That’s right. I’m back in the saddle again. It’s been a long time coming, but I’m happy to announce the return of Montco Mommy.
During the summer of 2012, I decided to take a break to enjoy more time with my children. They were off. We had many planned trips to the beach, to see family, camping. It was a whirlwind of a summer.
It was a smart decision. My time is spread so thinly and the column seemed to be something I did largely for my own enjoyment. It hadn’t occurred to me that it would be missed. I, of course, aim to help other parents by venting my frustrations, offering my two cents and minimally showing you that nobody’s perfect and crazy things do happen all the time, to all parents!
As the children went back to school (pre-K and second grade this year, my how time flies!), I figured it would only be a matter of time before I would be once again writing my weekly column. But as football practices melted into homework assignments, Mommy got bogged down in the usual.
I started back to Home and School meetings for my son’s school. I was working as hard as possible at my job here at Patch. I was trying to keep my house neat and orderly, be a good wife, be a good daughter, please my friends, still have a “life” (whatever that means, haha) – you know, the usual routine.
By early November, that all totaled up for another bad sinus infection. That soon turned into the typical pneumonia (sadly a fairly common reoccurrence for me these days).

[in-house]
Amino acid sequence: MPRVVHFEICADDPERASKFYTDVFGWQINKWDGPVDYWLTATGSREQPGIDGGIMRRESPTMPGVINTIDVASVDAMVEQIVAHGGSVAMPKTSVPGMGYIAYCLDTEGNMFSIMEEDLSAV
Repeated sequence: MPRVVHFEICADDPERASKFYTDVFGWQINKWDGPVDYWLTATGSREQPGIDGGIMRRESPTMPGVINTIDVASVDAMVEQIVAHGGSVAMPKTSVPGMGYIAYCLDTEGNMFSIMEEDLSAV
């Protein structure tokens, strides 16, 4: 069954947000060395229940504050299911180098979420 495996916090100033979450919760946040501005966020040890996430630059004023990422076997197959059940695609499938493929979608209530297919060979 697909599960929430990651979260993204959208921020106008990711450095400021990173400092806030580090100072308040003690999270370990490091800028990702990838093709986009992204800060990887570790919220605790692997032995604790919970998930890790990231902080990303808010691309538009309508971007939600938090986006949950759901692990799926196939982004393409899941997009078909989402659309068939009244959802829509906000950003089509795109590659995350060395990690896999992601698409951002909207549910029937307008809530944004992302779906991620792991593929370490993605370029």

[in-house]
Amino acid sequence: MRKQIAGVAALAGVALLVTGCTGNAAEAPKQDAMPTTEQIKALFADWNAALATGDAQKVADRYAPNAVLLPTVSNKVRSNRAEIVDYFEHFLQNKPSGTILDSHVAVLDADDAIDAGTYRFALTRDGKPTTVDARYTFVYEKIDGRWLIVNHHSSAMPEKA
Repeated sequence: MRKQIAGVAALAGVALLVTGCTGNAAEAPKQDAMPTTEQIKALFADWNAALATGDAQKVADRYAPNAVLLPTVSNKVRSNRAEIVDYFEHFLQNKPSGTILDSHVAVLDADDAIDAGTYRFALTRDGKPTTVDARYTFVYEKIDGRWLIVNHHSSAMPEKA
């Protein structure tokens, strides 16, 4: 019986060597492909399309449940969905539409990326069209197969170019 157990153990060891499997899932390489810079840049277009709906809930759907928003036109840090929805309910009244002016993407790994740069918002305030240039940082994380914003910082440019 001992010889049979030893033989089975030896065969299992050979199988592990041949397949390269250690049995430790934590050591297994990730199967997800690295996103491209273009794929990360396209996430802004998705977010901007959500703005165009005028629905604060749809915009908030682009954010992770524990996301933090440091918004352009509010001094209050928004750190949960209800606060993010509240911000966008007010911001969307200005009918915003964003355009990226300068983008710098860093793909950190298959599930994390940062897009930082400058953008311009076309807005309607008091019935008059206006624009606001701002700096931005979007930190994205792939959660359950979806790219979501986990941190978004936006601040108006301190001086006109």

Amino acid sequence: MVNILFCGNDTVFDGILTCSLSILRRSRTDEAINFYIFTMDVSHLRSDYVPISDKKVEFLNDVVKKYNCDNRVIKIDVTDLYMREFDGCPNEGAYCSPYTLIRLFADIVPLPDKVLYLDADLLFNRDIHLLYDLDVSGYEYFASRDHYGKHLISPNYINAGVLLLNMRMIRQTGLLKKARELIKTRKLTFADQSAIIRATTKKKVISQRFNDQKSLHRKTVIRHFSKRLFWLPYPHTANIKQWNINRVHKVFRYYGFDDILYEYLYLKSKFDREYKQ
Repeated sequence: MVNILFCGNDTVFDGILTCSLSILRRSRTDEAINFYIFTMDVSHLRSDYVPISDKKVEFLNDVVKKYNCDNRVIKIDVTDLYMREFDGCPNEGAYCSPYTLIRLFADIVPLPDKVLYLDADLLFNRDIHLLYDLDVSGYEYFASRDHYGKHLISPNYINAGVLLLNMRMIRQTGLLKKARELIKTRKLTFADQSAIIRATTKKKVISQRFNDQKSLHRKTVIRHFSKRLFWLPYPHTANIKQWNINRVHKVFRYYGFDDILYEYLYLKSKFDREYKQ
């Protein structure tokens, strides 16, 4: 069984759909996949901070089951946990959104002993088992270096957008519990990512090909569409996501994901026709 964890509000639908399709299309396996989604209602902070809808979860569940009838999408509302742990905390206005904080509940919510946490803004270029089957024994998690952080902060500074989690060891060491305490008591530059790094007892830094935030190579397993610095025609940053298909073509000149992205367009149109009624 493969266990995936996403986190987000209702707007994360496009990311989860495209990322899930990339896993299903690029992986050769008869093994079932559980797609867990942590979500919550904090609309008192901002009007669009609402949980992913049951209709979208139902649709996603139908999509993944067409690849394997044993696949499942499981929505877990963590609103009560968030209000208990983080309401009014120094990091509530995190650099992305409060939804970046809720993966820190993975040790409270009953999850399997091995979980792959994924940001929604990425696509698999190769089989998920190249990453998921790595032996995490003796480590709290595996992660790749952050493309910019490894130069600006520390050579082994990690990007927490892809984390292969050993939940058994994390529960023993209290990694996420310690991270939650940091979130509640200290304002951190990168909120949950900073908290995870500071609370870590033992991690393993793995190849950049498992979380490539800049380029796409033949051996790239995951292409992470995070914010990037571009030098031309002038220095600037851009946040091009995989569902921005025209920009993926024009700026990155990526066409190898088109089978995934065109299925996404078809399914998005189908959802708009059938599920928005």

After rounds of antibiotics did not clear up the illnesses, I was still suffering from lacking the ability to breathe. Additionally, a sharp stomach pain began to plague me. After a quick stop in the ER, we found that I was actually in need of some major emergency surgery.
In my life, I suppose there have been many instances where I technically could have died. I’ve been in car accidents. I’ve played a lot of sports. I’ve zip-lined and hiked. Biked and camped. But, I’ve never actually for one tiny moment thought I could actually die.
No, I know I’m not immortal. I just think when you are “young” (don’t laugh), busy and living a chaotic life, you don’t stop to think about death too often. It’s uncomfortable and something you can’t dwell on. Sure, it happens to us all, and there is seldom much you can do about it. However, I for one almost never considered it. That is, until Nov. 4.
As I was rushed into emergency surgery, awoke too early and still intubated, and then proceeded to suffer for days later, with no pain medications and an adverse reaction to anesthesia, yes. I finally started to think about my own life’s eventual end.
I’m not what I’d call a morbid individual. I don’t want to dwell on it. But after recovering, there are a few things I have tried to focus on in my life. For one, I want to appreciate all that I have. I have a wonderful job, two beautiful and healthy children, a very supportive husband and a home to call our own. I’m blessed each and every day, and sometimes in the hustle and bustle of it all, I forget that.
I’m not big on resolutions, but I do vow this year, and in many to come, to try to remember how that day felt. I want to remember to be grateful. I want to enjoy each and every day I have.
This all likely sounds like a long-winded way to explain why I’m back with my column. But the truth is, in addition to providing what I hope is a community service, lending a shoulder to cry on, a soapbox to stand on and a forum to discuss, debate and even vent to me, I find this space therapeutic.
On top of all that, and perhaps more importantly for me, this space also chronicles my life. It shows the good times and the bad. It will be an everlasting collection of my family’s stories. It will show my kids someday how I thought, what was wonderful about my life and what I struggled with day-to-day. If someday, I’m not here to tell the story, I want them to have access to all of that.
I hope you will come along for the journey, too!